2017 – CHW
A visit to Burncoose to make short topical tips videos for the website with a professional film maker. It was thought we could only do six in a day but Rob and I did 18 in the garden and Gerry did 10 more in the nursery. We have now done nearly 50 in two days of filming. Four more days of videos to go.
You can view them on our Burncoose youtube channel.
A few more missing pictures captured for the website.
Magnolia soulangeana ‘Picture’ looking good.
Back to Caerhays and a trip around to look at yet more magnolias. Great to have enough daylight to take photographs at 5.30pm.Magnolia ‘Tina Durio’ looks as it should in the reference books. A slow growing and spreading tree. The tepals will open flat eventually.
A trip to Old Park which has finally dried up on the paths enough to encourage the public to visit. Not that much to see as the magnolias frosted and windblown but more to come. Particularly the original Magnolia campbellii Alba (one of three overall) is enjoying the removal of the tree canopy and has loads of bud.The Gunnera manicata beds are starting to move although there is still a little frost damage to the leaf edges. They will readily grow through this.
There are quite a few magnolias to which my father and Philip Tregunna gave names but which have never been formally registered with the RHS or the Magnolia Society international. Magnolia ‘Delia Williams’, Magnolia ‘Burncoose White’ – a form of mollicomata that is almost white growing above the tennis court at Burncoose and now also at Caerhays in Bond Street, Magnolia ‘Bishop Peter’, Magnolia ‘Bishop Michael’. There is also Magnolia mollicomata ‘Mary Williams’ named by my great uncle, after his wife. All these plants need also to be propagated and included in the Burncoose catalogue.
1988 – FJW
Gales after 6 dry warm weeks – Magnolias first class but ruined today.
1919 – JCW
Rhodo’s much as in 1917 it may be a bit further on, daffodils well ahead with a good bulge on the bud of our early poets (red and white). Prunus conradinae is over. Subhirtella not yet open.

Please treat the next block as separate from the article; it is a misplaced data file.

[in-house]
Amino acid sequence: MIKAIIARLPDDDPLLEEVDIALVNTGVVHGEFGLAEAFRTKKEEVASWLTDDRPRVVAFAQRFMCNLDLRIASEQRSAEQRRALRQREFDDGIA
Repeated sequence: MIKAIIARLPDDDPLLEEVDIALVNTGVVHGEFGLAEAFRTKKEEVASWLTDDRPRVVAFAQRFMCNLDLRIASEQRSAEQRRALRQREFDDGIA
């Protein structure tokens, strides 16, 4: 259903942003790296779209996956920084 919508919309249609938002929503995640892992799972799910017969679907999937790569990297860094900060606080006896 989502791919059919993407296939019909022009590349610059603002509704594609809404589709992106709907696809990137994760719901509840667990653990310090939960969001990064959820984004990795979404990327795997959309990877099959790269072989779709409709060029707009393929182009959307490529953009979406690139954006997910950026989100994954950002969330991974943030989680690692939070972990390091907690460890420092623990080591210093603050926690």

1917 – JCW
Not a yellow bud in the Tin Garden, the first Caerhays opened yesterday. The following Rhodo’n species open or show colour – barbatum, davidii, sutchuenense, moupinense, scabrifolium, lutescens, argeteum, arboreum, irroratum (only just), mucronulatum. Cerasus conradinae just opening.1914 – JCW
One Cam reticulata on wall by Library. R argenteum and most arboreums at their best. Some trumpets but a few incomps open. The best white Arboreum is hardly open. Barbatums well on, a few P Mary.
1913 – JCW
A few reticulata, and bad ones, open. We have nearly reached the poets in daffodils. Ciliatums going over, the best white Arboreum is well out, some Barbatums over some partly out – half the Tin Garden P Mary open.
1908 – JCW
We are just as in 1902 bar the Reticulata.
1906 – JCW
We are distinctly ahead of 1903. R shilsoni on the wane, White Queen fit to force for pollen. Many reticulatas open.
1904 – JCW
Rather later, say five days, than in 1903.
1903 – JCW
Sir Watkins, Emperor, Horsfieldii, 116, Artemis all out and Princep Mary, Albatross, Seagull, Caerhays, G Spur, H Irving, Maximus and Victoria at their best, King A, Sirius, G Bell and RRB well out. [?] at their best and so are R wilsonii, barbatum and most of the arboreums.
1902 – JCW
Sir Watkin open, some Artemis (23), Maximus nearly all, Caerhays nearly all also G Spur, some few Reticulata and Ciliatum. Picked the first Southern Star, many Victoria out.
1901 – JCW
An odd Victoria open, 23 nearly open, one Ciliatum early seedling, but hardly any of the above are even near opening.
1899 – JCW
Very few Sir Watkins open, a few K Spurrell, Horsfieldii, Emperor, 116, several 23, maximus going over. Caerhays at its best, also G Spur, no ciliatum or reticulata properly open.